J. F. Martel: Sign and Symbol

In its sublime otherness, the symbol calls us.


In its sublime otherness, the symbol calls us.

J. F. Martel

Sign and Symbol
© 2016 & Richard Benari

Cover: Vilhelm Hammershøi, Interior with potted plant on card table (detail), 1910 – 1911. Photo: Wikimedia Commons. Please read our Fair Use Disclaimer.

The transmutation of signs into symbols in art is achieved through framing. The frame is the perimeter that separates the content of the work from everything else. Physically it can be the boundaries of a stage, the edge of a movie screen, the blanks at the beginning and end of a text, the silence preceding and following a piece of music, the space around a sculpture. The frame is similar in function to the boxing ring or hockey rink in which the rules of ordinary life are suspended and those of the game come into effect. Its strongest analogue may be the magic circle that sorcerers would draw to contain the spirits summoned and ward off external influences. It is the boundary that allows the images to manifest for themselves, forming a space (integritas) within which they enter into relation with one another (consonantia) and shine as symbols (claritas).

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When we say that a person has an artist’s eye or a poetic mind, we mean he or she has a knack for framing out elements of the outer or inner worlds, can see the numinous symbols in mundane signs. The mundane signs could be anything: an assortment of apples on a table as in the paintings of Cézanne, a group of people sojourning on a windy Scottish island as in Woolf’s To the Lighthouse (1927), two tramps and a dead tree as in Beckett’s Waiting for Godot (1953). It is the frame drawn around the signs, and not the signs themselves, that begins the process of symbol formation. The Danish painter Vilhelm Hammershøi is celebrated for his paintings of empty rooms in bourgeois homes. Though the scenes themselves could hardly be more ordinary, on the canvas they transfigure into haunted locales bursting with numinosity. Like the other artists just mentioned, Hammershøi was possessed of a kind of second sight that allowed him to perceive the excess of meaning in a given situation or imagining. A room for him was more than a room—it was a living thing with its own mind and soul.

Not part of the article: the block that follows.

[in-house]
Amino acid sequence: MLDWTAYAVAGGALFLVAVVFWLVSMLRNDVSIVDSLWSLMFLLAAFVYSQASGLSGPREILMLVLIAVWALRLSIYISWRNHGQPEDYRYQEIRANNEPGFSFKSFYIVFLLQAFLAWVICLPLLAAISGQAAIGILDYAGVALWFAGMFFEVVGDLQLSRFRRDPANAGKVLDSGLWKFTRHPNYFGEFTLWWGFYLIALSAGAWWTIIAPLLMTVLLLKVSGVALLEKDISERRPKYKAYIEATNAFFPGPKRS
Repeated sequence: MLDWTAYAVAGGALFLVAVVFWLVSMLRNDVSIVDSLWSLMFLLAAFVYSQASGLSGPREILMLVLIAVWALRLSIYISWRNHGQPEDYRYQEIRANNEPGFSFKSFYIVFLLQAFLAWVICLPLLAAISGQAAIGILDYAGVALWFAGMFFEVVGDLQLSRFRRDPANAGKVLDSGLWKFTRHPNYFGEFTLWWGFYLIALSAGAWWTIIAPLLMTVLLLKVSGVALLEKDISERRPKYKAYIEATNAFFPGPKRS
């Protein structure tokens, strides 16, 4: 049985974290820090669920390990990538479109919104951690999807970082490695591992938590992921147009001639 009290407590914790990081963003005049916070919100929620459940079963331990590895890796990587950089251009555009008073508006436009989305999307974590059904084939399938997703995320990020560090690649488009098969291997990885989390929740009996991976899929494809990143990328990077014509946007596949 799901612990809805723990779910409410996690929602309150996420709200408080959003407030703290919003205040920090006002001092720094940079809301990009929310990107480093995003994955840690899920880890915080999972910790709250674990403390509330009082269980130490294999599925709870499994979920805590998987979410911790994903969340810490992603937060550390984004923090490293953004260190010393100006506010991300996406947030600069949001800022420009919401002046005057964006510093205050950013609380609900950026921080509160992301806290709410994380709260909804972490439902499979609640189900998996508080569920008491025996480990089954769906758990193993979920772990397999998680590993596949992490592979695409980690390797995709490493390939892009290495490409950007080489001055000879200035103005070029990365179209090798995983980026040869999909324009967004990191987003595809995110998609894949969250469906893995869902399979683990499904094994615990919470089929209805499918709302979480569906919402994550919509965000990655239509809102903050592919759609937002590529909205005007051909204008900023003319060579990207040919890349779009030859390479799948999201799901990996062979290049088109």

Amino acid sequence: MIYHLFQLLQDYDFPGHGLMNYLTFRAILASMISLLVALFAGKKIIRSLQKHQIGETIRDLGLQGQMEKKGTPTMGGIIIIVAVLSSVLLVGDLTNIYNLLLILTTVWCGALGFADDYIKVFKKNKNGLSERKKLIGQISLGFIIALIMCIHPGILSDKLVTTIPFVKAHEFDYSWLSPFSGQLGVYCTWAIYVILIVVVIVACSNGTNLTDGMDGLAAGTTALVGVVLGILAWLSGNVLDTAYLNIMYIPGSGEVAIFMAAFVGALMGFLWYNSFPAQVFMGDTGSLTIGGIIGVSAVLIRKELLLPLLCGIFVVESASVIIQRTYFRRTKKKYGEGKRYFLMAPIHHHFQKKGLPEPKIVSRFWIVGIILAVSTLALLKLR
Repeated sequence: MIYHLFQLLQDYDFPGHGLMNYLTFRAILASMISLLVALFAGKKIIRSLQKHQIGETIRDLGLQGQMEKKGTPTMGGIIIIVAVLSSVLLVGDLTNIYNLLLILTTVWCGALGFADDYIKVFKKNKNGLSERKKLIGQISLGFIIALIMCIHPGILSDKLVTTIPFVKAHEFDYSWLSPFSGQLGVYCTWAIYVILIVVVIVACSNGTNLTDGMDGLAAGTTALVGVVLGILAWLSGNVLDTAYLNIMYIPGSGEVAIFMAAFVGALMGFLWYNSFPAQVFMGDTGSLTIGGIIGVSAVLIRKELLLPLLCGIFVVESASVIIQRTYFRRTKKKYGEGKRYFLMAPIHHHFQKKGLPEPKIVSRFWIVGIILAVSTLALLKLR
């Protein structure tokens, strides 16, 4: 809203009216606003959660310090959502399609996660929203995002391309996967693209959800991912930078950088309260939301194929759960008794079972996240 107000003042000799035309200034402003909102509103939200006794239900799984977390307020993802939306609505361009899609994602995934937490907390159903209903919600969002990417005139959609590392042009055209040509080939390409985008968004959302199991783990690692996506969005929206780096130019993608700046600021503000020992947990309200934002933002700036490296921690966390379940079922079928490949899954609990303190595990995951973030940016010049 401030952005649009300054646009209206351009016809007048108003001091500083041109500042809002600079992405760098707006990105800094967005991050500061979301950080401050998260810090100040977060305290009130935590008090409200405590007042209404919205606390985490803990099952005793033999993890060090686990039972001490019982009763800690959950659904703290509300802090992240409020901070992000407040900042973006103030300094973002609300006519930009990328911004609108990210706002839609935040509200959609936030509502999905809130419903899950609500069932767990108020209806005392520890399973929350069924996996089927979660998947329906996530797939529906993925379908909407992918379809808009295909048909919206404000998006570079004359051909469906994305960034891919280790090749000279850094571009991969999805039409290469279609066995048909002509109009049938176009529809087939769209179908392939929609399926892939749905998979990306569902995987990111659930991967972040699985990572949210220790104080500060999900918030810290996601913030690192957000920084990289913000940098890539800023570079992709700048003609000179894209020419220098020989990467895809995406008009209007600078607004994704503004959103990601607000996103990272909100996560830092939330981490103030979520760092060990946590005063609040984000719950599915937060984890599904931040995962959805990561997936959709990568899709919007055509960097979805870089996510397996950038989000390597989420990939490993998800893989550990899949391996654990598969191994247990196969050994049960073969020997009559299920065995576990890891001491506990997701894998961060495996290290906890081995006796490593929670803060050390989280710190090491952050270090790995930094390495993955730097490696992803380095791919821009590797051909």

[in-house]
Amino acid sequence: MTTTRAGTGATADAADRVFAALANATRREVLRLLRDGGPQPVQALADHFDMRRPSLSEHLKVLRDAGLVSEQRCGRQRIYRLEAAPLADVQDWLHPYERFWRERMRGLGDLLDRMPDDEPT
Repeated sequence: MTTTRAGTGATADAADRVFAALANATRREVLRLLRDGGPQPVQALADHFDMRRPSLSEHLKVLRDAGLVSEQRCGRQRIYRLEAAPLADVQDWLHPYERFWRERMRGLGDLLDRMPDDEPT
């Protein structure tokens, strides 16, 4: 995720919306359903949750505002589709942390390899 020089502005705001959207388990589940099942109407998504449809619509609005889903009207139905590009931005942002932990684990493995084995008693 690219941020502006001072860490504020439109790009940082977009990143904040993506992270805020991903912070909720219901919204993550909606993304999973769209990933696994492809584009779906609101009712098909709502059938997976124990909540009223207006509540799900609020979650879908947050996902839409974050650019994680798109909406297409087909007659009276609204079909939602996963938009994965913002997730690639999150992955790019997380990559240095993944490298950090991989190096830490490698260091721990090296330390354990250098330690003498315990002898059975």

The term second sight may seem to imply looking deeply into the complexity of things. Yet in a sense it is also the other way around. Art sticks to the surface, to the appearances of things in their immediate manifestation. For example, a photographer takes a picture of a doorway in an ancient city. By extracting the doorway from its real-world setting and allowing it to exist in the frame simply for what it is at the most immediate level—a darkened doorway in a sandstone wall—it becomes ambiguous, and in that ambiguity it becomes symbolically charged. The viewer’s imagination is engaged because he can only guess what door this is and where it might lead. What may have been the entrance to the latrine in the real world becomes a gateway to the underworld in the photograph. Artistic composition always has this “flattening” effect: it compresses everything down to a single plane, so that each detail exists independently and on an equal footing with all of the others. The result, however, is anything but flat, since what becomes visible is the great depth that hides in the surface of things. Mere appearances become apparitions connecting us to other levels of reality.

In its sublime otherness, the symbol calls us. Since it is a sign, but a sign that exceeds the normal semiotic mode, we feel compelled to interpret it.